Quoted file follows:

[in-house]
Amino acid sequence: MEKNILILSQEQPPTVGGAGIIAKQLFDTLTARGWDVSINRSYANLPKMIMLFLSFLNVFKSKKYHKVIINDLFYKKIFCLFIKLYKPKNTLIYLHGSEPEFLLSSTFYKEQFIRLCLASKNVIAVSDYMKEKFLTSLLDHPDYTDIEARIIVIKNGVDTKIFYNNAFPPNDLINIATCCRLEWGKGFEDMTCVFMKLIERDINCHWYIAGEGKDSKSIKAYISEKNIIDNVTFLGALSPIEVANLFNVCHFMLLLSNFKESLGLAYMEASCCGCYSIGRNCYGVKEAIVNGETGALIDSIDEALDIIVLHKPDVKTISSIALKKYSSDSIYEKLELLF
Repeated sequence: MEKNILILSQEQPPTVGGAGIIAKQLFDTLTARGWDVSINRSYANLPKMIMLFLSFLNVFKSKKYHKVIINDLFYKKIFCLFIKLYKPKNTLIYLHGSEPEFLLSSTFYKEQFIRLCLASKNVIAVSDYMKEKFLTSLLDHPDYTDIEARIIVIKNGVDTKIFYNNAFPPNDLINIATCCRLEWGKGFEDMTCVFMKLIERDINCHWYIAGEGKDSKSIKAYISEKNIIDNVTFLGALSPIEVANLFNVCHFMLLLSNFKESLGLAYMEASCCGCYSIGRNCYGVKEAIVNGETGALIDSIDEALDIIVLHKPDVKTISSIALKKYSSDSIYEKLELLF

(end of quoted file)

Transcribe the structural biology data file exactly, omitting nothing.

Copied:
[in-house]
Amino acid sequence: MEKNILILSQEQPPTVGGAGIIAKQLFDTLTARGWDVSINRSYANLPKMIMLFLSFLNVFKSKKYHKVIINDLFYKKIFCLFIKLYKPKNTLIYLHGSEPEFLLSSTFYKEQFIRLCLASKNVIAVSDYMKEKFLTSLLDHPDYTDIEARIIVIKNGVDTKIFYNNAFPPNDLINIATCCRLEWGKGFEDMTCVFMKLIERDINCHWYIAGEGKDSKSIKAYISEKNIIDNVTFLGALSPIEVANLFNVCHFMLLLSNFKESLGLAYMEASCCGCYSIGRNCYGVKEAIVNGETGALIDSIDEALDIIVLHKPDVKTISSIALKKYSSDSIYEKLELLF
Repeated sequence: MEKNILILSQEQPPTVGGAGIIAKQLFDTLTARGWDVSINRSYANLPKMIMLFLSFLNVFKSKKYHKVIINDLFYKKIFCLFIKLYKPKNTLIYLHGSEPEFLLSSTFYKEQFIRLCLASKNVIAVSDYMKEKFLTSLLDHPDYTDIEARIIVIKNGVDTKIFYNNAFPPNDLINIATCCRLEWGKGFEDMTCVFMKLIERDINCHWYIAGEGKDSKSIKAYISEKNIIDNVTFLGALSPIEVANLFNVCHFMLLLSNFKESLGLAYMEASCCGCYSIGRNCYGVKEAIVNGETGALIDSIDEALDIIVLHKPDVKTISSIALKKYSSDSIYEKLELLF